Impact of Hurricane María – Puerto Rico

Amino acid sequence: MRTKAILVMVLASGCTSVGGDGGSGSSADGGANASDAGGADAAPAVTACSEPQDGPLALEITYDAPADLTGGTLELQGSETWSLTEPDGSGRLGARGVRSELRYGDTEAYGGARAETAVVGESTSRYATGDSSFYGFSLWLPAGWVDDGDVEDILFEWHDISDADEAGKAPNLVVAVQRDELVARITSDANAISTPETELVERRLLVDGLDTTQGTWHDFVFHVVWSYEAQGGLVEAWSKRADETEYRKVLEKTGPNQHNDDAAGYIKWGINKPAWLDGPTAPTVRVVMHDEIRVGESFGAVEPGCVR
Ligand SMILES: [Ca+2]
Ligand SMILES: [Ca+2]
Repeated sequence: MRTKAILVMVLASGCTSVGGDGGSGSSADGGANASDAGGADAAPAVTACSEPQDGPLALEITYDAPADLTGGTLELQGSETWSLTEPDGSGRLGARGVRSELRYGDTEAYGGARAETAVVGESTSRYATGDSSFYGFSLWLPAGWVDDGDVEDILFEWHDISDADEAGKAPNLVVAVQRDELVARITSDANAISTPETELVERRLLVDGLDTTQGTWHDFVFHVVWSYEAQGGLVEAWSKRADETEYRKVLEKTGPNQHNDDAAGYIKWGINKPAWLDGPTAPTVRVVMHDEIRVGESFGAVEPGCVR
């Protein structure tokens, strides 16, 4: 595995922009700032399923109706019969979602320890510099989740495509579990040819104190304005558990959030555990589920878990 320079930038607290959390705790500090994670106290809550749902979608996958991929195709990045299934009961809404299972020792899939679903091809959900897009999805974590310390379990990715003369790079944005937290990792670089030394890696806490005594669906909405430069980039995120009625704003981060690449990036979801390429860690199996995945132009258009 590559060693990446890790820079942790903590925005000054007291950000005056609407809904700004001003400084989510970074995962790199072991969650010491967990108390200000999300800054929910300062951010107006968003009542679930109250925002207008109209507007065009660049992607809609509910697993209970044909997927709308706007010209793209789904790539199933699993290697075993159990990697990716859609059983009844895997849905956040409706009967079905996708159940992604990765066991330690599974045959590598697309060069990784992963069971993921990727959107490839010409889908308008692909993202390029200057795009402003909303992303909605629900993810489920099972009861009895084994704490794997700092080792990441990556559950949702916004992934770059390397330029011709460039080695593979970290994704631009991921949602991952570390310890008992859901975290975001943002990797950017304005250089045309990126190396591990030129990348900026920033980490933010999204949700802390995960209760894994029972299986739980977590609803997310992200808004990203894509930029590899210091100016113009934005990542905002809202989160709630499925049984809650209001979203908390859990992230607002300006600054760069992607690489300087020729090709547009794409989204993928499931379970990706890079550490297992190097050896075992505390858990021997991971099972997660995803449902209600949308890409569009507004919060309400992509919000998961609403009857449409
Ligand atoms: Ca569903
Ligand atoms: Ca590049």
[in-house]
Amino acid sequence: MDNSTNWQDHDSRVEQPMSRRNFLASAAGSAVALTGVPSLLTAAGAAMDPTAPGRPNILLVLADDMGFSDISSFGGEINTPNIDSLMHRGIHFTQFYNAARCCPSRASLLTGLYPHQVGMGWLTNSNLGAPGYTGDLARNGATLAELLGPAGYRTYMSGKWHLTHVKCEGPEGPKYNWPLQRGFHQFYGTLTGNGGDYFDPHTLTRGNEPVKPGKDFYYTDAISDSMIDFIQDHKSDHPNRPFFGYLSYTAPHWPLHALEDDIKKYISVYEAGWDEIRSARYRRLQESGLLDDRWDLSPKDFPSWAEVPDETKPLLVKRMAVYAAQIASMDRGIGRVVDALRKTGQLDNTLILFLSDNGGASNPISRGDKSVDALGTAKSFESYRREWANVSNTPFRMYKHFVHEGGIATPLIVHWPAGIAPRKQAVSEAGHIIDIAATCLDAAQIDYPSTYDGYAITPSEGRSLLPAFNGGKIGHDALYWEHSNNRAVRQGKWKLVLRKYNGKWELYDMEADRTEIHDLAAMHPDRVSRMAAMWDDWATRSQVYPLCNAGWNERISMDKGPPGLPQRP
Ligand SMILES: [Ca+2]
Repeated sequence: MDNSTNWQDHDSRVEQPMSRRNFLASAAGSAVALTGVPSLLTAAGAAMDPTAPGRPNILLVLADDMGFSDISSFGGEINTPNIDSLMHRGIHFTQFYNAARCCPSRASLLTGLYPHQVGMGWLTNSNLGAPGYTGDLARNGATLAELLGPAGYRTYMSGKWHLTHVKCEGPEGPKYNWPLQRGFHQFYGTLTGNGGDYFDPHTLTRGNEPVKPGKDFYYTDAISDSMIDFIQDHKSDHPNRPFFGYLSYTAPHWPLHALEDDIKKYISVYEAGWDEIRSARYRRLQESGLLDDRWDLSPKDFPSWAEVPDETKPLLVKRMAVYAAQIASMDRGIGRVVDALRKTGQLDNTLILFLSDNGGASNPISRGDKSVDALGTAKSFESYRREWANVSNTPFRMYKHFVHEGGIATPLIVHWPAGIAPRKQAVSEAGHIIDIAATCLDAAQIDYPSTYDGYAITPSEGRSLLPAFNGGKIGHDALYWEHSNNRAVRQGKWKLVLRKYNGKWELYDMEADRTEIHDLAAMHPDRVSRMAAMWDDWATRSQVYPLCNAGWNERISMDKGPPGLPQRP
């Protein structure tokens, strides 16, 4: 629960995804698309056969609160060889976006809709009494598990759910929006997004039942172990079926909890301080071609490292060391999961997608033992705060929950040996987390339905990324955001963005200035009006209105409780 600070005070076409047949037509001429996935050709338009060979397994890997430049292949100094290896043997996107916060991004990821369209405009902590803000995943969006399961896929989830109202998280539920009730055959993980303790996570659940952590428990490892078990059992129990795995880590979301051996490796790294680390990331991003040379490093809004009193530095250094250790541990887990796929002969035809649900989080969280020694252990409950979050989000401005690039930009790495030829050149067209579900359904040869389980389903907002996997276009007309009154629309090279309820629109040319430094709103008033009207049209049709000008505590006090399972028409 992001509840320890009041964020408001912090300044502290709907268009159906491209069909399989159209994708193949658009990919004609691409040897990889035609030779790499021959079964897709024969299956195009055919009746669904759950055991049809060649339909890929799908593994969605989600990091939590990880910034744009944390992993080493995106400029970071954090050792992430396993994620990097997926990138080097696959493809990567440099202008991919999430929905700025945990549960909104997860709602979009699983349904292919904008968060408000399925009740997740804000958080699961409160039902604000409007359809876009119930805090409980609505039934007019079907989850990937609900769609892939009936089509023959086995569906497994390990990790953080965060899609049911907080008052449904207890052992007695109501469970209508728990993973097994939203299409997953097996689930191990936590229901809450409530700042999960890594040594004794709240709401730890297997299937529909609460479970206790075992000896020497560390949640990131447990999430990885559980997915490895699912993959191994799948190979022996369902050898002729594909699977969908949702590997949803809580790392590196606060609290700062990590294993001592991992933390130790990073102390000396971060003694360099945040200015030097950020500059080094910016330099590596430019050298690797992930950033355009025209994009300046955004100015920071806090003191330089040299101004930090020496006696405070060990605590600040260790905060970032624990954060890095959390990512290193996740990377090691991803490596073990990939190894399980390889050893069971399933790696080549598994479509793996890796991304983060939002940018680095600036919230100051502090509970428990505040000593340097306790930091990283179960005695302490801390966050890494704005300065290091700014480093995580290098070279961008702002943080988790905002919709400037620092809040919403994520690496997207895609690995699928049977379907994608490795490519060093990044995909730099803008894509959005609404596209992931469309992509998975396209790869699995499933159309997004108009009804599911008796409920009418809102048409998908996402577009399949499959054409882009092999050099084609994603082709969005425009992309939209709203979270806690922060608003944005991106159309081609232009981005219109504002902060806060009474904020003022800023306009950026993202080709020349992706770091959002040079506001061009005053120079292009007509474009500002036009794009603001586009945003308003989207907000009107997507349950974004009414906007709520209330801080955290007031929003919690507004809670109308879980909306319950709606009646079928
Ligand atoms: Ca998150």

Summary Report by Estudios Tecnicos as submitted to the Puerto Rico Builders Association   Hurricane Maria made landfall in Puerto Rico on Wednesday, September 20th, with sustained winds of 155 mph and gusts of up to 175 mph, causing tremendous devastation and destruction to the island’s infrastructure. The impact of Hurricane Maria is estimated between $53.8 and $67.6 billion – Reconstruction costs alone could total $23.0 to $28.9 billion. Lost business activity was estimated at $13.7 to $17.2 billion. In response to the aforementioned damage, over $6 billion dollars have been injected in the island’s economy through a combination of federal relief funding, central government investment, the Red Cross, and private insurers’ disbursements.     Given past experiences with hurricanes in Puerto Rico, an increase in GNP is expected in 2018 and 2019.  Investment in construction would almost triple over the next two fiscal years. Most of these reconstruction costs are related to housing units that need to be rebuilt over the coming months. Estimates place 40,000-60,000 homes destroyed and an additional 160,000-180,000 suffered minor to moderate damage. However, the expansion in economic activity is only temporary. After fiscal 2019, Puerto Rico will likely return to a declining trend in GNP growth, as other socio-economic indicators will likely continue to deteriorate.   After 2019 that should average a negative -3.2% between 2020 and 2023. Between 2023 and 2027 1.9% growth is assumed, 2.4% between 2028 and 2032, and finally 3.0% growth from 2033 onward. The economy would reach 2006 levels by 2032. This long recovery period is a further indicator of the massive structural damages that the economy has sustained not only from Maria but also from the prolonged economic contraction. Economic recovery will require major structural adjustments and not simply marginal changes to improve efficiency in the public sector.